On that day we would like our sisters and brothers from other countries in the world to join us by carrying out protest actions in front of the Honduran embassies of your respective countries to demand the following:
  • The immediate creation of an international, independent investigative body sponsored by the Inter-American Human Rights Commission to seek the truth about thise vile crime and assure that all responsible parties are prosecuted.
  • The immediate and definite cancellation of the concession given to DESA, the company building the Agua Zarca hydroelectric project in Río Blanco.
The actions carried out by the Honduran state and its organizations are insufficient and are not aimed at achieving justice. On the contrary, they are assuring that this crime will go unpunished.
Let’s join together and put an end to death, impunity and injustice.

With the ancestral strength of Berta, Lempira, Mota, Etempica and Iselaca we raise our voices full of justice freedom, dignity and peace!

Justice for Berta is Justice for the World!
Wake up humanity, there’s no time left!

Civil Council of Popular and Indigenous Organizations of Honduras

Wednesday, May 18, 2016

Tegucigalpa - Forum on Human Rights in Honduras

On May 12th, the International Human Rights Observation Mission organized by COFADEH held a forum in Tegucigalpa to present its key preliminary findings and recommendations. The forum was attended by a large group of social movement rank and file and leaders including campesino organizations, teachers' unions, LGBTI, LIBRE, human rights defenders, journalists, and indigenous rights defenders (see my photos here).  The family of Berta Caceres participated from the podium. Below this introduction I am posting the English translation of journalist Giorgio Trucchi's report on the forum with a link to the original Spanish.
One of the participants in the open discussion at the  forum was Sandra Zambrano of the LGBT HIV education organization, APUVIMEH, who talked about the attacks on the LGBTI community,  well known activists like Victoria Gomez Cruz who was the first transgender woman to run for office in the primary elections for LIBRE in 2013 have had to leave the country due to threats on their lives. She also talked about the constant threats and pressures against organizations and individual defenders of human rights for LGBTI community. She and her brother José have had move two members of their family out of the country. Sadly, after the forum on May 14th came the news that Allan Yoni Banega Godoy, nephew of Sandra and José was kidnapped and later found dead in Tegucigalpa. 
Also participating in the same discussion were members of a parents and family organization "Madres y Padres de Familia" that are organized to support and defend the student movement, especially around the attacks on public education and the very violent response of the JOH government to the protests of the last few weeks. The Madre y Padres reported that in the last 3 weeks alone there have been 5 students murdered after participating in protests. They are mostly high school students and the wave of protests has to do with a new "educational reform" that requires public high school students to find two illiterate adults and teach them to read, also paying the adults their transportation costs, a meal and other expenses. Most of the public high school students come from poor families and absolutely cannot afford to pay these costs. The head of the high school teachers union (COPEMH) Jaime Rodriquez was also at the Thursday forum and he added that teachers are being accused of inciting the students and being threatened also. A week ago the JOH Education Ministry suspended Jaime's teaching license because he has been supporting the students. The suspension of his license means that he will not receive any salary. Jaime also denounced strongly the terrible violence against the youth and noted that earlier deaths of student activists remain in impunity, for example Nicole Soad Bustillo, the 13 year old murdered  a year ago, shortly after she publicly insulted and denounced Juan Orlando at a student protest. On Friday, May 13th there were reports that the student organizations in San Pedro Sula had negotiated some agreements with the Ministry of Education that may end up resolving this most recent conflict, but the struggle to defend public education will continue. The Radio Globo journalist David Romero also spoke from the floor about the criminal defamation cases against him used as a method to try and silence his voice against the government and about the violence and harassment against journalists in general. The precarious position of journalists was further illustrated by the presence of Felix Molina, journalist and community radio organizer who survived two attempts on his life on May 2nd.  -V. Cervantes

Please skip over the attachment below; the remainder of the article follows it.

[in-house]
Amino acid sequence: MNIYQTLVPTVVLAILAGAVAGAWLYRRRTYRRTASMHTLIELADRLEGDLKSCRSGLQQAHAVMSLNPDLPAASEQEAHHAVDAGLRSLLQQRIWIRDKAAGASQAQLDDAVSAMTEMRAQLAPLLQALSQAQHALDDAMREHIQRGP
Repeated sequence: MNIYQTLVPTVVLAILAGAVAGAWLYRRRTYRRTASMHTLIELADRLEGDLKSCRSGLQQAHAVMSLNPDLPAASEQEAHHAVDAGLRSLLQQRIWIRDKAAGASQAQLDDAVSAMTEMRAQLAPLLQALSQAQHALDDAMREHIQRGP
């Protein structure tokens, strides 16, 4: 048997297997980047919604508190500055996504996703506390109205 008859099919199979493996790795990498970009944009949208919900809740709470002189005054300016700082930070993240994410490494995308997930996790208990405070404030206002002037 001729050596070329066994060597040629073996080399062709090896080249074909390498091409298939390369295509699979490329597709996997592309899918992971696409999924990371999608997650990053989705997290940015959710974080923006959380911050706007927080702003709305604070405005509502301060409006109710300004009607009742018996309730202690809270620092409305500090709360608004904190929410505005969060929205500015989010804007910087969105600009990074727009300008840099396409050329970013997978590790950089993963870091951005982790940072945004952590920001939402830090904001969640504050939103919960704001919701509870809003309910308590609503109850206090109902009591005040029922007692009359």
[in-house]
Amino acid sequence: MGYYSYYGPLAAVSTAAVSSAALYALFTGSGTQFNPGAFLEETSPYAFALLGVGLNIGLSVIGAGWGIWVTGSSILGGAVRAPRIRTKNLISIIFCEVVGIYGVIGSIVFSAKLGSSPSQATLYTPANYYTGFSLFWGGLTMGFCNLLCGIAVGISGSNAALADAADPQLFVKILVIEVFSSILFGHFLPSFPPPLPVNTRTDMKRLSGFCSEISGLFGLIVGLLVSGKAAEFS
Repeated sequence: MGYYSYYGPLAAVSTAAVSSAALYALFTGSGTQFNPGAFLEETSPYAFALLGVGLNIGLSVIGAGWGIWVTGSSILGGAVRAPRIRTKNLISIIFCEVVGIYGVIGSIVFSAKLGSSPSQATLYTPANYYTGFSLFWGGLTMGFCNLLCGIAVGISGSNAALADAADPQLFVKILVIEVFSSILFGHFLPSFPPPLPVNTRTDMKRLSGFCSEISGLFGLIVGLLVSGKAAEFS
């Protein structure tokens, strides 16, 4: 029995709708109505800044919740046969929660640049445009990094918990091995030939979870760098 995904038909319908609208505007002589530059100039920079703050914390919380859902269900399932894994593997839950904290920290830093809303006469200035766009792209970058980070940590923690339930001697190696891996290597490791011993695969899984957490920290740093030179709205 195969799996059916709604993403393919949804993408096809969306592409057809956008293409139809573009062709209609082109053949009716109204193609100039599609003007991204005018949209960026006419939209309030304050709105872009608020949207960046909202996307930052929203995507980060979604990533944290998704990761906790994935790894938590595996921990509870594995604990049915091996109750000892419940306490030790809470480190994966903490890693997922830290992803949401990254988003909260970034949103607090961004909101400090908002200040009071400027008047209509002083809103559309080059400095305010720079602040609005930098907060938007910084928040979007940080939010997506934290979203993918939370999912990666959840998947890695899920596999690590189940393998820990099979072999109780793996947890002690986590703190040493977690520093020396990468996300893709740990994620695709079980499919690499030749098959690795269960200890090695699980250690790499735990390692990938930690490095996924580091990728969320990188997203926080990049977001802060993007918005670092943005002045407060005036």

Human Rights Hit Bottom in Honduras
by Giorgio Trucchi, May 16, 2016
Managua, Nicaragua (Conexihon)

G. Trucchi
On May 12th, as part of the International Mission for Human Rights Observation, a Forum on Human Rights in the Aguán was held in Tegucigalpa. During the activities the main findings of the Mission were presented and recommendations made, and the basis was laid for the creation of an analytic space to prevent risks for human rights defenders. 

“We are living in very difficult moments and we must work to avoid a deepening of human rights violations in Honduras,” said Bertha Oliva, Coordinator of the Committee of the Families of the Disappeared Detainees in Honduras (COFADEH) during her speech at the opening of the Forum. 

“We are putting forth all of our positive energy and we are ready to gather and transform memory, not in pain, but as a collective proposal,” stated the human rights defender.